In 1977, when the general elections were announced, Rajju Bhayya played an important role in bringing the Opposition together, paving way for the historic victory of Janata Party. After the announcement of the General Elections, Rajju Bhayya met Chaudhary Charan Singh, Morarji Desai, George Fernandes and many other senior leaders who were not sure whether the Opposition is in a position to even contest polls. But he assured them and encouraged them to come together and contest polls jointly. Not many know that Rajju Bhayya prepared the early ground for the opposition unity after emergency, which helped a united Opposition to defeat Congress led by Indira Gandhi and her son Sanjay Gandhi.
Rajju Bhayya’s unparalleled organisational skills resulted in him being appointed as the Sahsarkaryawah (Joint General Secretary) of the RSS in 1977 and in 1978, he was elevated to shoulder a greater responsibility as the Sarkaryawah (General Secretary) of the organisation.
On 11 March, 1994, Balasaheb Deoras set up a new precedent appointing a new RSS Sarsanghchalak during his lifetime. Till then, the new Sarsanghchalak would took over only when the earlier one had passed away. But Balasaheb announced Rajju Bhayya as the new Sarsanghchalak during his life time. Rajju Bahiyya carried this tradition forward by nominating KS Sudarshan as Sarsanghchalak in 2000 during his life time and Sudarshan carried forward this tradition when he nominated Mohan Bhagwat in 2009. Bhagwat is the Sarsanghchalak at present.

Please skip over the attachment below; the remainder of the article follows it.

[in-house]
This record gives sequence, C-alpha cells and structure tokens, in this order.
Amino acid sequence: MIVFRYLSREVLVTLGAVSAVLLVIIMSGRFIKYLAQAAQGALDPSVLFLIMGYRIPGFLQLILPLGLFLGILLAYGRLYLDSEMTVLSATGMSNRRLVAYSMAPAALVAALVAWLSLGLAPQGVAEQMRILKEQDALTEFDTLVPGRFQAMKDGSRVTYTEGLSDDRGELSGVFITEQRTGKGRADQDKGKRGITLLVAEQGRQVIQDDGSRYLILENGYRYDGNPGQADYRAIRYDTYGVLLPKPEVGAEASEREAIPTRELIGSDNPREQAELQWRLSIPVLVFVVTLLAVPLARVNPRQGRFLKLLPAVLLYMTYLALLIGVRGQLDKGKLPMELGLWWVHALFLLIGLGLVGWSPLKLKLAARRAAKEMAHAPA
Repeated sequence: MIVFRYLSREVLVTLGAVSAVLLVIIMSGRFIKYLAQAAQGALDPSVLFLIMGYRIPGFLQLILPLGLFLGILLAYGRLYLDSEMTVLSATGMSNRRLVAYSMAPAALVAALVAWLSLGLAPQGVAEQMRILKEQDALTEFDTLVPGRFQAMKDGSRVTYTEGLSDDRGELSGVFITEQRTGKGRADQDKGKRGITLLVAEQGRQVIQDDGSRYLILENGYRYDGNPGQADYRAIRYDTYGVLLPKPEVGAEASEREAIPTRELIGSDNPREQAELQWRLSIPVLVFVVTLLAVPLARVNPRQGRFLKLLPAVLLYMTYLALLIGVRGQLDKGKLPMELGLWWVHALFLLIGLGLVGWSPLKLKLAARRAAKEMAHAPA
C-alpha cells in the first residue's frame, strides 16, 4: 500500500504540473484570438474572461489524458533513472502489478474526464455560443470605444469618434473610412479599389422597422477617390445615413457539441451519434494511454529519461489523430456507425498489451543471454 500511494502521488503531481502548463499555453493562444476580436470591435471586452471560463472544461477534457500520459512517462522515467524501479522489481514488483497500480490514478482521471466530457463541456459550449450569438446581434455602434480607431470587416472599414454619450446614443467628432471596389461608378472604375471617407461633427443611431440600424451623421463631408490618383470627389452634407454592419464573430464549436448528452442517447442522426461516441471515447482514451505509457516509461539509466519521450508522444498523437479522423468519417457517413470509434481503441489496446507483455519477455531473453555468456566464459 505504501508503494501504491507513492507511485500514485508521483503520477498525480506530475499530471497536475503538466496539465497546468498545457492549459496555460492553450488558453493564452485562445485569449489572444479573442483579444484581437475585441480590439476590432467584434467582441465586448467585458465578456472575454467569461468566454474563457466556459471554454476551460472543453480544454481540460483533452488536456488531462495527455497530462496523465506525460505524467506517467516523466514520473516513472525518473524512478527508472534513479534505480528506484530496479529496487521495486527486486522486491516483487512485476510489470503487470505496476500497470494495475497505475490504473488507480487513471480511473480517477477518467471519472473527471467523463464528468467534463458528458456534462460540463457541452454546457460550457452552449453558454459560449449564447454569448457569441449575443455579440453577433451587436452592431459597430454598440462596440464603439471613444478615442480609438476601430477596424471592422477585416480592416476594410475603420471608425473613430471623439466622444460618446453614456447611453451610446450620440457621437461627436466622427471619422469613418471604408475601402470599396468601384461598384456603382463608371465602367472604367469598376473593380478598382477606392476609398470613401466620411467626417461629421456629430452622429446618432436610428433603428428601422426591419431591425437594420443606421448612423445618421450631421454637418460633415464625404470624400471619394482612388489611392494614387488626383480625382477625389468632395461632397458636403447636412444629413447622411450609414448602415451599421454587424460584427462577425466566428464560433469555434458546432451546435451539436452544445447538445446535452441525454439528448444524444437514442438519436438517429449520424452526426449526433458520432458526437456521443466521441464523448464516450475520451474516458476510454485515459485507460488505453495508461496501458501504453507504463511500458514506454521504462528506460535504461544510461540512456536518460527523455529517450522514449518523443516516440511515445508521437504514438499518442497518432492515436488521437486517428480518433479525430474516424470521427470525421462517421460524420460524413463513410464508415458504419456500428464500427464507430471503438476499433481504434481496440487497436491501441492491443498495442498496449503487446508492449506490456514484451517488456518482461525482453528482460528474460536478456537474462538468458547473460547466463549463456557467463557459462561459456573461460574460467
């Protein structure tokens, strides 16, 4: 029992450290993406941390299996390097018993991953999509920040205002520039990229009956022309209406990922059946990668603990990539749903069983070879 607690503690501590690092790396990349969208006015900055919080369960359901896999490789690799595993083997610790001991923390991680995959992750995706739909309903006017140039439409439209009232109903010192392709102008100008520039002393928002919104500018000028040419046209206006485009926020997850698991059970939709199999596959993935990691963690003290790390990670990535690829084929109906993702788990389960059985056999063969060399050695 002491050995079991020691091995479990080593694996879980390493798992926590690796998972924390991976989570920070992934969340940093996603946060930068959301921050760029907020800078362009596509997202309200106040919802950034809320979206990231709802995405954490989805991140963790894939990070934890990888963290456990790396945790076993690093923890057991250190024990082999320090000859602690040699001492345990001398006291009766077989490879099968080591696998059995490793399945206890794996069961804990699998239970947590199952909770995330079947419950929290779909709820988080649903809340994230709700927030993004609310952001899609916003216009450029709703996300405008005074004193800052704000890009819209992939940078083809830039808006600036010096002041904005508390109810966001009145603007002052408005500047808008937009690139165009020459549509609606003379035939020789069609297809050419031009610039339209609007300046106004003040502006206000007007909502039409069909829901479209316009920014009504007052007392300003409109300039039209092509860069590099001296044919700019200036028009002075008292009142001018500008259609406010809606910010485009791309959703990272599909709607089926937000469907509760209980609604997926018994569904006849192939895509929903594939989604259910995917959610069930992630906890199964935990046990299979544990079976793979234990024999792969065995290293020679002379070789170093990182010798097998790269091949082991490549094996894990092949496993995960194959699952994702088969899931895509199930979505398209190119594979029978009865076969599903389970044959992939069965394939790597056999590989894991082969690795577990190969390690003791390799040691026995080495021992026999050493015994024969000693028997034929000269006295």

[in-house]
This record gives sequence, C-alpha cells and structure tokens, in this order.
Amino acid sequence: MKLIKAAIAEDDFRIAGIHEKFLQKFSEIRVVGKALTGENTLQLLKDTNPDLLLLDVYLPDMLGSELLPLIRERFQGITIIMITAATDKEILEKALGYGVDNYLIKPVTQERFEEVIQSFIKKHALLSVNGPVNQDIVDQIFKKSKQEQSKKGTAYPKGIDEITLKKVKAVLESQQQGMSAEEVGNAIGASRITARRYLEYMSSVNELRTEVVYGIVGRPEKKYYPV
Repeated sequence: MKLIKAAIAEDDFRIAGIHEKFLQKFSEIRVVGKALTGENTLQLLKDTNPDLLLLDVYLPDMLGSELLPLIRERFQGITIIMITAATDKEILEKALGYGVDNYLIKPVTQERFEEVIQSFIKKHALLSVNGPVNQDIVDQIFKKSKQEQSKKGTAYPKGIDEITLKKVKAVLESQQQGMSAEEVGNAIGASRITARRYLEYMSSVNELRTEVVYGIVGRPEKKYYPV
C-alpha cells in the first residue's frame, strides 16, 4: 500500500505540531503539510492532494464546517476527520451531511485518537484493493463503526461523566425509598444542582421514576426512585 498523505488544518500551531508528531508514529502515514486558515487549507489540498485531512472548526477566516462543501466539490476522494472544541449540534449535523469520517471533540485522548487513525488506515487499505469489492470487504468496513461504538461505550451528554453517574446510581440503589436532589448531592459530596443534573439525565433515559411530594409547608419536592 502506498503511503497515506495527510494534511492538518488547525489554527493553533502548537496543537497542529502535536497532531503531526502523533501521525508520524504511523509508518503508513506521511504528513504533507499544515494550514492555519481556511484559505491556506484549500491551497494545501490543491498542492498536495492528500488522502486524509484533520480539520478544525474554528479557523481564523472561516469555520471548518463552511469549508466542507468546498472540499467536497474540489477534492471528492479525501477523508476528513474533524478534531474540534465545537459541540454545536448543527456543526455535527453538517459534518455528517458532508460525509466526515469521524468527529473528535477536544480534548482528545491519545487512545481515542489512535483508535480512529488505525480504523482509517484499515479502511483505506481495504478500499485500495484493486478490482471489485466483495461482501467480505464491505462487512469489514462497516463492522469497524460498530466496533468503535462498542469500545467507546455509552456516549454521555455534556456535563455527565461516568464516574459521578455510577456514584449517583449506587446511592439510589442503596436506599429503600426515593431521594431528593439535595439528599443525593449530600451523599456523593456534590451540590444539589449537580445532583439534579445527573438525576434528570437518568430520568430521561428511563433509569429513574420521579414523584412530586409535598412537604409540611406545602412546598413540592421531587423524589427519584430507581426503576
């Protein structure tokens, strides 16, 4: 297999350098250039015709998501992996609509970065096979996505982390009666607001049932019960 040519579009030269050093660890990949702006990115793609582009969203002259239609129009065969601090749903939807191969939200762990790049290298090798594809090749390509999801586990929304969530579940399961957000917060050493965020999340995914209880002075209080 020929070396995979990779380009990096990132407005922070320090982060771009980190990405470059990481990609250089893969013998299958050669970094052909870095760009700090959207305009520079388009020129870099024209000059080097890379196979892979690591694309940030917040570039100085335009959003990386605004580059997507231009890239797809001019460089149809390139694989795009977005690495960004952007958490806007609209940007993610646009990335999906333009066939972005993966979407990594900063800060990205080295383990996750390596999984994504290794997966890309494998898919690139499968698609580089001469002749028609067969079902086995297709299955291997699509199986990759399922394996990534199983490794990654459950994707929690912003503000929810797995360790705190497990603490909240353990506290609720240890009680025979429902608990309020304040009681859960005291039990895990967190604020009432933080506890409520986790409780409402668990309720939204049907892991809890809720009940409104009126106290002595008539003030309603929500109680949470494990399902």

Militant Hindus or assertive Hindus
While addressing an impressive gathering of Indians at Bharatiya Vidya Bhawan, London (UK), Rajju Bhayya recalled an interview given to British Broadcasting Corporation (BBC), after the ban on the RSS was lifted in 1993. “After the ban on the RSS was lifted, a BBC correspondent came to me and asked me you seem to be a different type of Hindu. So, shall we call you militant Hindus?” I told him, “We are neither submissive Hindus, nor militant Hindus. We are ‘Assertive Hindus’ as we keep forward our viewpoint and thoughts with conviction and firmness. We don’t feel ashamed to be called Hindus. We are proud to be Hindus. Others should not humiliate us, that is why, we have to say this with firmness.”
Yes to social service, no to politics
Rajju Bhayya laid great emphasis on expanding the RSS’ footprint among marginalised sections of the society through “Sewa Prakalpas” (Social Service projects). During his tenure as the Sarsanghchalak, the RSS’ ideological mentee Bharatiya Janata Party-led National Democratic Alliance (NDA) came to power at the Centre and Atal Bihari Vajpayee, a former RSS Pracharak, became prime minister of the country. Rajju Bhayya was very clear about RSS’ relation with politics.